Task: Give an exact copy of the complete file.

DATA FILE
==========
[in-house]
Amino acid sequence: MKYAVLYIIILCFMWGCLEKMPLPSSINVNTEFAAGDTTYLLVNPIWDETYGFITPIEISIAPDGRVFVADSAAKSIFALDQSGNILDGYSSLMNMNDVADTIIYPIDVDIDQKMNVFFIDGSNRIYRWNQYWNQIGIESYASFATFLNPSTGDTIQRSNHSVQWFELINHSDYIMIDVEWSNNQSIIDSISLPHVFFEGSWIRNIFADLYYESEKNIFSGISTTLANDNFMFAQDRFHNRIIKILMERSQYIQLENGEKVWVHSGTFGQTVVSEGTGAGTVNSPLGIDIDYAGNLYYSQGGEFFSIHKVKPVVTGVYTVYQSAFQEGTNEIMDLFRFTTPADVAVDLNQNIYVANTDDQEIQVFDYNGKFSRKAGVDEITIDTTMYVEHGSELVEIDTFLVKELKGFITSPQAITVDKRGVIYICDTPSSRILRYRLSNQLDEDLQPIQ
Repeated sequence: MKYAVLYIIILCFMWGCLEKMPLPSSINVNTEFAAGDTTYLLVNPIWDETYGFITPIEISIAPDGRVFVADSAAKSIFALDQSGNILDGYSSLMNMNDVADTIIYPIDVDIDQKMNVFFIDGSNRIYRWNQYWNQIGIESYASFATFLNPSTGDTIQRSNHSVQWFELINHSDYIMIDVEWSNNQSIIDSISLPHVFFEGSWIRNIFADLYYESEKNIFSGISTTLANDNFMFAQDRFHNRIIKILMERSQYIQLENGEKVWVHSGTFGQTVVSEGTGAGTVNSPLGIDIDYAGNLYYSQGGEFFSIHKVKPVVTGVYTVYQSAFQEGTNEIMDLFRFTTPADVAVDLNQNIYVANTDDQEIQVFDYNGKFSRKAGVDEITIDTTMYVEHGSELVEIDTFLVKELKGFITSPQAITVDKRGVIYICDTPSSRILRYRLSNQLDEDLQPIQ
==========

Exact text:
[in-house]
Amino acid sequence: MKYAVLYIIILCFMWGCLEKMPLPSSINVNTEFAAGDTTYLLVNPIWDETYGFITPIEISIAPDGRVFVADSAAKSIFALDQSGNILDGYSSLMNMNDVADTIIYPIDVDIDQKMNVFFIDGSNRIYRWNQYWNQIGIESYASFATFLNPSTGDTIQRSNHSVQWFELINHSDYIMIDVEWSNNQSIIDSISLPHVFFEGSWIRNIFADLYYESEKNIFSGISTTLANDNFMFAQDRFHNRIIKILMERSQYIQLENGEKVWVHSGTFGQTVVSEGTGAGTVNSPLGIDIDYAGNLYYSQGGEFFSIHKVKPVVTGVYTVYQSAFQEGTNEIMDLFRFTTPADVAVDLNQNIYVANTDDQEIQVFDYNGKFSRKAGVDEITIDTTMYVEHGSELVEIDTFLVKELKGFITSPQAITVDKRGVIYICDTPSSRILRYRLSNQLDEDLQPIQ
Repeated sequence: MKYAVLYIIILCFMWGCLEKMPLPSSINVNTEFAAGDTTYLLVNPIWDETYGFITPIEISIAPDGRVFVADSAAKSIFALDQSGNILDGYSSLMNMNDVADTIIYPIDVDIDQKMNVFFIDGSNRIYRWNQYWNQIGIESYASFATFLNPSTGDTIQRSNHSVQWFELINHSDYIMIDVEWSNNQSIIDSISLPHVFFEGSWIRNIFADLYYESEKNIFSGISTTLANDNFMFAQDRFHNRIIKILMERSQYIQLENGEKVWVHSGTFGQTVVSEGTGAGTVNSPLGIDIDYAGNLYYSQGGEFFSIHKVKPVVTGVYTVYQSAFQEGTNEIMDLFRFTTPADVAVDLNQNIYVANTDDQEIQVFDYNGKFSRKAGVDEITIDTTMYVEHGSELVEIDTFLVKELKGFITSPQAITVDKRGVIYICDTPSSRILRYRLSNQLDEDLQPIQ